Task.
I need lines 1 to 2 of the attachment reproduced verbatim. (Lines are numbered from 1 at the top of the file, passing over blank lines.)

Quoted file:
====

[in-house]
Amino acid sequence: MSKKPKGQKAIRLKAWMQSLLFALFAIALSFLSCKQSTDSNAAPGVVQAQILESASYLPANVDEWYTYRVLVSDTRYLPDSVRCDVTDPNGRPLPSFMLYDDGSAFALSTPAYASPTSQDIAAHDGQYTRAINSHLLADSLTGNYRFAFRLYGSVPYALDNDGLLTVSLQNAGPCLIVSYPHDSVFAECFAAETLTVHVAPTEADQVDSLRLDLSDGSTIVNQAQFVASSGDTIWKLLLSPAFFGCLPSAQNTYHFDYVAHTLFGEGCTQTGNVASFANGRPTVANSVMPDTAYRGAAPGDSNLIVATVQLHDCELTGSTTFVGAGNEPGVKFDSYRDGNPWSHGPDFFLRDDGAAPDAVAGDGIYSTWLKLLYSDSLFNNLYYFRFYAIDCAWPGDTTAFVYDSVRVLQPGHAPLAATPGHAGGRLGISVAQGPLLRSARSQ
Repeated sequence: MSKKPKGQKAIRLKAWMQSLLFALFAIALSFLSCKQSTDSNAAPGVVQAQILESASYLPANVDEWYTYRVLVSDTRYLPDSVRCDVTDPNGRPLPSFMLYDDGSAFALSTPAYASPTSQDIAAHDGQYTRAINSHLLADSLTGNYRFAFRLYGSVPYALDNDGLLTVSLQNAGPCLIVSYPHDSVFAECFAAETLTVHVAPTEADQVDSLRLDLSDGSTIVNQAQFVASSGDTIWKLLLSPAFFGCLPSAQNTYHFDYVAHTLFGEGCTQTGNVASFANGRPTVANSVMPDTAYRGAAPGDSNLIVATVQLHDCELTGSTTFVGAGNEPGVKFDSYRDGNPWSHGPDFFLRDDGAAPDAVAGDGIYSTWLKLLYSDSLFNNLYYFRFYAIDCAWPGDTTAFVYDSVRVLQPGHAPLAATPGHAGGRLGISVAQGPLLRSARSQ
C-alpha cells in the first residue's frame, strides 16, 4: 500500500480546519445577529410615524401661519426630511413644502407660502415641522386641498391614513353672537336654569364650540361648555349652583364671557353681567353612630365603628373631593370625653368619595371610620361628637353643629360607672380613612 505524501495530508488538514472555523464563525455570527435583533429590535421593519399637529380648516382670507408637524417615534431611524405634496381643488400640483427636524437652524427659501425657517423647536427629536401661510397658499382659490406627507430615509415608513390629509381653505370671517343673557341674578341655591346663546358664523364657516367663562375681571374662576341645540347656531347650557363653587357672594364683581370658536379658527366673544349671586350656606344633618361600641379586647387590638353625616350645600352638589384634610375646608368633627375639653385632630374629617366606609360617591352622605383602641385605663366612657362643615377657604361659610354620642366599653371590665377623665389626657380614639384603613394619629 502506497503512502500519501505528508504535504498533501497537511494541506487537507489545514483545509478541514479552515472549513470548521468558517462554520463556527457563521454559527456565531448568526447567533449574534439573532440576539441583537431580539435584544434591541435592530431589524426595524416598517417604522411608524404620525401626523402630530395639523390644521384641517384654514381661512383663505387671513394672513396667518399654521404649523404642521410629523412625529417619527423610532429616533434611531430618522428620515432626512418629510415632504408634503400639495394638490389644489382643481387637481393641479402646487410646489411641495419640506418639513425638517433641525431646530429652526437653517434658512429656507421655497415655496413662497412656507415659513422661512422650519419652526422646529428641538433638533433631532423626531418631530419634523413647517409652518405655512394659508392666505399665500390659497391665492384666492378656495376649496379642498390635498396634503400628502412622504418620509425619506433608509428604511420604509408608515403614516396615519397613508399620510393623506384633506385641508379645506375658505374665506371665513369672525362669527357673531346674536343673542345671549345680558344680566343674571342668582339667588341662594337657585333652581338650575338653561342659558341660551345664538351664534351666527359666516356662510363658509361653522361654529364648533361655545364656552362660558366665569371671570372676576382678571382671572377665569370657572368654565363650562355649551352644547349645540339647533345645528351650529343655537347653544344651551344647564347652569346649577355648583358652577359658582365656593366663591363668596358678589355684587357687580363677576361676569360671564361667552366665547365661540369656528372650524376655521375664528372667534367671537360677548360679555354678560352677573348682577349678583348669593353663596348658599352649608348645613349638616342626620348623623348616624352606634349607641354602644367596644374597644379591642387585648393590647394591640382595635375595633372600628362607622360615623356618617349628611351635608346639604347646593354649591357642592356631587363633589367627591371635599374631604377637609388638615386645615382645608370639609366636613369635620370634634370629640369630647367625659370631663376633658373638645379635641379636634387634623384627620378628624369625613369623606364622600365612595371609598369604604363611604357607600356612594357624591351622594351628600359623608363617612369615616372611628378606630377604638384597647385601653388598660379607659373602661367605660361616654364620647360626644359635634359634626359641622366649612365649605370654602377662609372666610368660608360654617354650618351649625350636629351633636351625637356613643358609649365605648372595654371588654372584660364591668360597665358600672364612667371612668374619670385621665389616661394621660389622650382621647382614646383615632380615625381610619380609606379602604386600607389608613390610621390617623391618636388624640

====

[in-house]
Amino acid sequence: MSKKPKGQKAIRLKAWMQSLLFALFAIALSFLSCKQSTDSNAAPGVVQAQILESASYLPANVDEWYTYRVLVSDTRYLPDSVRCDVTDPNGRPLPSFMLYDDGSAFALSTPAYASPTSQDIAAHDGQYTRAINSHLLADSLTGNYRFAFRLYGSVPYALDNDGLLTVSLQNAGPCLIVSYPHDSVFAECFAAETLTVHVAPTEADQVDSLRLDLSDGSTIVNQAQFVASSGDTIWKLLLSPAFFGCLPSAQNTYHFDYVAHTLFGEGCTQTGNVASFANGRPTVANSVMPDTAYRGAAPGDSNLIVATVQLHDCELTGSTTFVGAGNEPGVKFDSYRDGNPWSHGPDFFLRDDGAAPDAVAGDGIYSTWLKLLYSDSLFNNLYYFRFYAIDCAWPGDTTAFVYDSVRVLQPGHAPLAATPGHAGGRLGISVAQGPLLRSARSQ